Employers added a surprisingly strong 128,000 jobs in October, shrugging off a 40-day strike at General Motors that shrank payrolls for the month.
The U.S. unemployment rate ticked up to 3.6% as more people looked for jobs, the Labor Department announced Friday.
The government also increased its initial estimates for hiring in August and September, showing that the economy has added an average of 176,000 jobs in each of past three months. That's more than enough to keep up with the growth of the labor force while pulling in some discouraged workers off the sidelines.
"[T]he worst might be over for the economic slowdown," Sal Guatieri, senior economist at Capital Markets Economic, said in a note.
Average hourly earnings last month rose 3% from a year ago, a decent clip, though down from their pace earlier this year.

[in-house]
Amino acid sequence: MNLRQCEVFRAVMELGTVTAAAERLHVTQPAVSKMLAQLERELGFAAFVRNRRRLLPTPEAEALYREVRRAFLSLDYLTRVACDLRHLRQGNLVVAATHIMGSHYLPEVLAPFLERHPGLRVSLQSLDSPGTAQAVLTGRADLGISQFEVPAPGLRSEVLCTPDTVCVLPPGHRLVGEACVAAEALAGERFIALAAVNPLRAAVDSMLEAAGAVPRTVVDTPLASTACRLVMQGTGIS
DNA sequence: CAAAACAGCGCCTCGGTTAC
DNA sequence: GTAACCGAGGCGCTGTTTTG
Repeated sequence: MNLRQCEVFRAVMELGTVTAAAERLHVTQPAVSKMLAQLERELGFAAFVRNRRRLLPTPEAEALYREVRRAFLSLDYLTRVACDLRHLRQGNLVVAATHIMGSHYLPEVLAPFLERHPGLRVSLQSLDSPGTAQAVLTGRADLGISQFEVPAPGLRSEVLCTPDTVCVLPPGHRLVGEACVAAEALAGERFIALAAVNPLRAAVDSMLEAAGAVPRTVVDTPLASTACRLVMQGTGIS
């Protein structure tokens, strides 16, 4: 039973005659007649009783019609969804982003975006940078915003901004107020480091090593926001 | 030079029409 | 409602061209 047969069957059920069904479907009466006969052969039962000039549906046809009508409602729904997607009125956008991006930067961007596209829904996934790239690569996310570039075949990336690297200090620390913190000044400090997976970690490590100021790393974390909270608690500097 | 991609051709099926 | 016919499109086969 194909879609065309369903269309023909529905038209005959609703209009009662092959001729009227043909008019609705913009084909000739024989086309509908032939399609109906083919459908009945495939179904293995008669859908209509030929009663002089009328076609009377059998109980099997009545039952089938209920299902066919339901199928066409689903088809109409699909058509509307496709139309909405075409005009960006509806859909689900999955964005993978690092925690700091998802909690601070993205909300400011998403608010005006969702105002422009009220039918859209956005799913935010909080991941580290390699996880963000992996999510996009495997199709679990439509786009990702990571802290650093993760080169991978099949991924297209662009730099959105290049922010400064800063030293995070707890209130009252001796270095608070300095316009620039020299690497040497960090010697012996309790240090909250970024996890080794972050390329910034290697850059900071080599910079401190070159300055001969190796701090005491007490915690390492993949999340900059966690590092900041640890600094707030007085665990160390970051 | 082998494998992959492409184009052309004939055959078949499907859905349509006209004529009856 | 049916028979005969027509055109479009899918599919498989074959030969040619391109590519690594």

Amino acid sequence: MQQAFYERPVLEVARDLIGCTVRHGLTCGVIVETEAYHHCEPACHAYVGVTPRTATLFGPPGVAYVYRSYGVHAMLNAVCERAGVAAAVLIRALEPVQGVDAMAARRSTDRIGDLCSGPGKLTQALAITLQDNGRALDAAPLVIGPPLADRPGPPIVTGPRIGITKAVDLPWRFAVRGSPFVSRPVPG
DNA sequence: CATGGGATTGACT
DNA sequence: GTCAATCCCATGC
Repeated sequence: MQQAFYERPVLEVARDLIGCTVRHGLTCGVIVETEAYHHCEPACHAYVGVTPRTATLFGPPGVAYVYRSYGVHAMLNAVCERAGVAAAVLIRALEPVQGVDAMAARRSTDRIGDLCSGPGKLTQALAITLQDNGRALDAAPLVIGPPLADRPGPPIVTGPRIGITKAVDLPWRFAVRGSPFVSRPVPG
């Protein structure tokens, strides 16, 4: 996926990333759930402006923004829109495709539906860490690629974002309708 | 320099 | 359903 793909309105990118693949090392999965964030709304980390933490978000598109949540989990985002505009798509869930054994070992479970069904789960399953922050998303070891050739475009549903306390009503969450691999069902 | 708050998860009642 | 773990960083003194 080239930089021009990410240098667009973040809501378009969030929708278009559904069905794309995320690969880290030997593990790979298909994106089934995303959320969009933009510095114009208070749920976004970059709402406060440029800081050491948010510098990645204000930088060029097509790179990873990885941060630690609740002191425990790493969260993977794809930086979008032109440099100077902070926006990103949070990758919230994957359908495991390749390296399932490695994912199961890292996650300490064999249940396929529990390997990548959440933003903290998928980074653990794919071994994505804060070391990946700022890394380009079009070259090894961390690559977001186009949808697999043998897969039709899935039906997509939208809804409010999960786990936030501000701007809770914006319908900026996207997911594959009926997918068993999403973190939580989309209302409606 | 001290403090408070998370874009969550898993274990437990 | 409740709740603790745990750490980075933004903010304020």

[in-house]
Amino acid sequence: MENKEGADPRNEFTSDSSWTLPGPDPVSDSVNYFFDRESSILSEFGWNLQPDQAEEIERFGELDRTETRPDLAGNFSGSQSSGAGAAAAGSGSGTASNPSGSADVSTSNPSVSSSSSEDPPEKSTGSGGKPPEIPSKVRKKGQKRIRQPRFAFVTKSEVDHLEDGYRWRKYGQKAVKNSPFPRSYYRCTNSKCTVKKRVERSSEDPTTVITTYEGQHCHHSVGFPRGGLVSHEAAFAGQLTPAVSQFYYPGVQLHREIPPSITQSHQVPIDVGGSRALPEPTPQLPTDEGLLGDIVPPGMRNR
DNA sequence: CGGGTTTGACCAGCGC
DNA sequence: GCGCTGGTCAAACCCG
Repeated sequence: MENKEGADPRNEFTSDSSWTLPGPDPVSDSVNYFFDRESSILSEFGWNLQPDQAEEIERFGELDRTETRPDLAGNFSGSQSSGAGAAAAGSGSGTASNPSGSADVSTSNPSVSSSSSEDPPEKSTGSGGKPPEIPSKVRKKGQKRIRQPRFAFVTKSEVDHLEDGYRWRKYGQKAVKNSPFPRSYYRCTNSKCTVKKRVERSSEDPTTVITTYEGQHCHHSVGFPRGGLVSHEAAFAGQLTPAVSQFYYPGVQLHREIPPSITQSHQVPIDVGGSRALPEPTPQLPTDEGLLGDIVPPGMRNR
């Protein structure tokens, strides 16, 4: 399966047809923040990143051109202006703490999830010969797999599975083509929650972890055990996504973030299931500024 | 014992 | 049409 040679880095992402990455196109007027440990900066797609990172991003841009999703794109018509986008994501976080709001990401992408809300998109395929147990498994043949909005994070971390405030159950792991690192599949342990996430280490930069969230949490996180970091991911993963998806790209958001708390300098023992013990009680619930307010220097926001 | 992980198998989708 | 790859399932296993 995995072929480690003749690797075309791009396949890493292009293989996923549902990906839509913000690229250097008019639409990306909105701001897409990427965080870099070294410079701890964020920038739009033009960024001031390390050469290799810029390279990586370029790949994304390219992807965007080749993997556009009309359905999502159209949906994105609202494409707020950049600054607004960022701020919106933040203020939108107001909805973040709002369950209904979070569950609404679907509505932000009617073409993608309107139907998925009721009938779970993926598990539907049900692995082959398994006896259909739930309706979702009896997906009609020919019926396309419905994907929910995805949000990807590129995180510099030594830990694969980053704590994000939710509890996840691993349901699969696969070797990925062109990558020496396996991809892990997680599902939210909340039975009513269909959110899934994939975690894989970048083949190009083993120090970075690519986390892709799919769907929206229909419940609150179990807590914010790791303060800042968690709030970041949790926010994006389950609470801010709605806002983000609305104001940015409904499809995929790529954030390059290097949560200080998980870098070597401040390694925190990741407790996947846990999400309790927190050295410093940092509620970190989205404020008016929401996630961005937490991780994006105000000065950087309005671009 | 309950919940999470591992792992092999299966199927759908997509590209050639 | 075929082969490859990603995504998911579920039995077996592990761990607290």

"Certainly we'd hope to see wage growth pick up more because of how tight the labor market is. It's been a huge mystery for the duration of the expansion about why wage growth has been so slow," said Daniel Zhao, senior economist at Glassdoor.
Taken together, the figures show that the job market, while slowing, is more resilient than many had feared. While sectors hit by the U.S.-China trade war, including manufacturing and transportation, have been flat this year, the service economy continues adding jobs at a steady pace. Sectors including leisure and hospitality, professional and business services, and health care grew strongly in October.
"For now, the consumer's strong enough to keep the economy going," said Joe Brusuelas, chief economist at RSM.
Stocks surged on the news, with the S&P 500 and the Nasdaq both hitting intraday highs and the Dow rising nearly 1% to 27,292.
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